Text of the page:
Rick Van Sant
Executive Director, Go Global NC
Global Teachers Connecting North Carolina Classrooms to Germany
Go Global NC worked with 28 K- 12 teachers from across North Carolina to introduce them to culture and classrooms in Germany. Their Global Teachers – Germany 2017 program began with a comprehensive orientation session, followed by in-country experiential learning and a post-travel action plan workshop.
The 28-member delegation was in Germany for only nine days, but the education they received will last a lifetime. One of the teachers, Angel Ledbetter, said, “Forty hours ago, I had never left the happy confines of the United States. Now I am looking at the sun setting over the buildings of Berlin…the past 40 hours have shown me the world is to be experienced. I still have so much to see and bring back to my little corner of the world!”
Visit our Global Teachers – Germany 2017 site to a compilation of photos and social media provided by the teachers during their travel, reflections on how their experience in Germany changed them, and what they’re bringing back to their North Carolina students.
Global Teachers programs build the capacity of teachers to help their students develop the knowledge, skills, and attitudes necessary to successfully navigate an interconnected world.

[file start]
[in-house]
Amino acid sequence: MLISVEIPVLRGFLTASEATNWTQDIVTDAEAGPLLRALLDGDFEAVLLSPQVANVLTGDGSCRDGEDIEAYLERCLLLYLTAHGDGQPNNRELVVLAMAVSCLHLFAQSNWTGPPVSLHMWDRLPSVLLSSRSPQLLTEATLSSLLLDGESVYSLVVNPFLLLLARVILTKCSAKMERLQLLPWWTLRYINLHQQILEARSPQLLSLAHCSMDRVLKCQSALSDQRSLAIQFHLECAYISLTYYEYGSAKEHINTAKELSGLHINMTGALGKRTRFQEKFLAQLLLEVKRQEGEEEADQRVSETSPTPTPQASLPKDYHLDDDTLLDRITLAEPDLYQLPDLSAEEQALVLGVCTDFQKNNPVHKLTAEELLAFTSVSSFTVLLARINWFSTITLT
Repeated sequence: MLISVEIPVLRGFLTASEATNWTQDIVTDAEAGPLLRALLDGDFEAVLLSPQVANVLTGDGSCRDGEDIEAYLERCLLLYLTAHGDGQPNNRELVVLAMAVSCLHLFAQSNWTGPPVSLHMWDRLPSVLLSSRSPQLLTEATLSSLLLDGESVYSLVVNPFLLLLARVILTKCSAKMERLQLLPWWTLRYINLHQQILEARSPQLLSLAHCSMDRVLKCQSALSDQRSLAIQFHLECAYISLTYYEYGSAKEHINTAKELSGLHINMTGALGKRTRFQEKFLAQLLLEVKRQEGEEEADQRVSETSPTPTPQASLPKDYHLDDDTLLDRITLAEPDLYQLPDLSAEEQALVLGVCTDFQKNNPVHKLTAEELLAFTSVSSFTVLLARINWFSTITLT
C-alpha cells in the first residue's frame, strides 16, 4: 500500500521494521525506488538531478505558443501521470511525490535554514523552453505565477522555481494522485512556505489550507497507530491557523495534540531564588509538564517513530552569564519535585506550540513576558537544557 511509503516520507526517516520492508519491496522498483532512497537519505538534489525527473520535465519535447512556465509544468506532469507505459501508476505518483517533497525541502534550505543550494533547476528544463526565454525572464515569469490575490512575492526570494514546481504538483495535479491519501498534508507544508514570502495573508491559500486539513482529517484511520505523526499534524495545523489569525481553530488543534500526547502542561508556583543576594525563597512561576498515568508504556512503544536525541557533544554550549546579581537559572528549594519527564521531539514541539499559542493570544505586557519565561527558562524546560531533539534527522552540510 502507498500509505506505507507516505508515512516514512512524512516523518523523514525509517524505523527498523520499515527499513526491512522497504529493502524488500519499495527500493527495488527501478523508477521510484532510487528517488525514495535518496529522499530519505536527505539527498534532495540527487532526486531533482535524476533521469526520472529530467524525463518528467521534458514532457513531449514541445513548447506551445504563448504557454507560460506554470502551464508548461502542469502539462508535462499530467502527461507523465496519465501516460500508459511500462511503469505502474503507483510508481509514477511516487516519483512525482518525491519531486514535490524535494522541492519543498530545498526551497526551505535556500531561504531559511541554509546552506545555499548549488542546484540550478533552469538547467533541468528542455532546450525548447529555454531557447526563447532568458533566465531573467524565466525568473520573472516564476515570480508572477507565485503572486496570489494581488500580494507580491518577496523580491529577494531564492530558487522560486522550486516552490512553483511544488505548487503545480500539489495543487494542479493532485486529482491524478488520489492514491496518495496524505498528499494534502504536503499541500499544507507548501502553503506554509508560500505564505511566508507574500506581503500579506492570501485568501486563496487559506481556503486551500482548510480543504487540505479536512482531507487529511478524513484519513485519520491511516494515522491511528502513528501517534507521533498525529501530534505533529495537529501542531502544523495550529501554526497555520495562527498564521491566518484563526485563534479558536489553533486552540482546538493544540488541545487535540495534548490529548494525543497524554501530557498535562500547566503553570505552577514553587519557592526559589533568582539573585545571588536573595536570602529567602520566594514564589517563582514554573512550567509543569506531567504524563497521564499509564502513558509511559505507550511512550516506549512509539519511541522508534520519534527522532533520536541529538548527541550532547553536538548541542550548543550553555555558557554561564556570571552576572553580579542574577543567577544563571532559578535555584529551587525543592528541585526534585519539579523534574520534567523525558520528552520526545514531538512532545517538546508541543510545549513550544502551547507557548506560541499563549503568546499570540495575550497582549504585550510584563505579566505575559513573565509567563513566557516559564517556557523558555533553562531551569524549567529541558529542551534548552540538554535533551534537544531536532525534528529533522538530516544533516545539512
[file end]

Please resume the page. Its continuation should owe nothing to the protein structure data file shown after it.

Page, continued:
Chinese Guest Teachers Connecting North Carolina Students to the Other Side of the World
Twenty-three Chinese Guest Teachers are enriching the learning experience of K-12 students and their communities across North Carolina during the 2017-2018 school year. Go Global NC’s Chinese Guest Teachers program helps introduce authentic lessons about Chinese culture, history and language to prepare rural and urban students to live and succeed in a global economy.
The teachers received a warm North Carolina welcome during their orientation in July. During the five-day orientation program led by Go Global NC’s June Chen, associate director of world language programs, and Tom Martineau, associate director for training and education, the guest teachers – who are already certified, experienced teachers in China – learned about North Carolina’s educational system and were certified to teach in schools across the state.